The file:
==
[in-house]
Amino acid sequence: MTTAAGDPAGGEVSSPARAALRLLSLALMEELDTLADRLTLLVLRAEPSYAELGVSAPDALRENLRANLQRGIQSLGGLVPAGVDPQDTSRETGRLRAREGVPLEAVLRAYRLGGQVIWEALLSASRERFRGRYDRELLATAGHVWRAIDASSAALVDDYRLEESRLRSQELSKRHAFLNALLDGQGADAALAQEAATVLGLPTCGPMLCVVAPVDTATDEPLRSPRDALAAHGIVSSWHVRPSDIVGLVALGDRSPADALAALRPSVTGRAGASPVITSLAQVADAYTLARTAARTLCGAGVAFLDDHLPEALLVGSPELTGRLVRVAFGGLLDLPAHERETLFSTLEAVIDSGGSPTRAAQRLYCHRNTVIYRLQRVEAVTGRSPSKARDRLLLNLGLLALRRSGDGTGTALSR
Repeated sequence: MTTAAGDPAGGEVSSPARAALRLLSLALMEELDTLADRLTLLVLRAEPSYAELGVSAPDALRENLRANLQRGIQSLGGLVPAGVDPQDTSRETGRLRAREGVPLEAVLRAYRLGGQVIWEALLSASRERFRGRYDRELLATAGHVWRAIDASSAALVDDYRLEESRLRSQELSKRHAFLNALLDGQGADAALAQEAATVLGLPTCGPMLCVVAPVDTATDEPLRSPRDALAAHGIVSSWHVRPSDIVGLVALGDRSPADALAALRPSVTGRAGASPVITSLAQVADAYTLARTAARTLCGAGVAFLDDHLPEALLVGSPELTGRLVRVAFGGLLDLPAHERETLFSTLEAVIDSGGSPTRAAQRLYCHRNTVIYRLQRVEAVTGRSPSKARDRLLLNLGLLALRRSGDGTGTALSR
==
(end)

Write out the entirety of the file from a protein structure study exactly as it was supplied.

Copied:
[in-house]
Amino acid sequence: MTTAAGDPAGGEVSSPARAALRLLSLALMEELDTLADRLTLLVLRAEPSYAELGVSAPDALRENLRANLQRGIQSLGGLVPAGVDPQDTSRETGRLRAREGVPLEAVLRAYRLGGQVIWEALLSASRERFRGRYDRELLATAGHVWRAIDASSAALVDDYRLEESRLRSQELSKRHAFLNALLDGQGADAALAQEAATVLGLPTCGPMLCVVAPVDTATDEPLRSPRDALAAHGIVSSWHVRPSDIVGLVALGDRSPADALAALRPSVTGRAGASPVITSLAQVADAYTLARTAARTLCGAGVAFLDDHLPEALLVGSPELTGRLVRVAFGGLLDLPAHERETLFSTLEAVIDSGGSPTRAAQRLYCHRNTVIYRLQRVEAVTGRSPSKARDRLLLNLGLLALRRSGDGTGTALSR
Repeated sequence: MTTAAGDPAGGEVSSPARAALRLLSLALMEELDTLADRLTLLVLRAEPSYAELGVSAPDALRENLRANLQRGIQSLGGLVPAGVDPQDTSRETGRLRAREGVPLEAVLRAYRLGGQVIWEALLSASRERFRGRYDRELLATAGHVWRAIDASSAALVDDYRLEESRLRSQELSKRHAFLNALLDGQGADAALAQEAATVLGLPTCGPMLCVVAPVDTATDEPLRSPRDALAAHGIVSSWHVRPSDIVGLVALGDRSPADALAALRPSVTGRAGASPVITSLAQVADAYTLARTAARTLCGAGVAFLDDHLPEALLVGSPELTGRLVRVAFGGLLDLPAHERETLFSTLEAVIDSGGSPTRAAQRLYCHRNTVIYRLQRVEAVTGRSPSKARDRLLLNLGLLALRRSGDGTGTALSR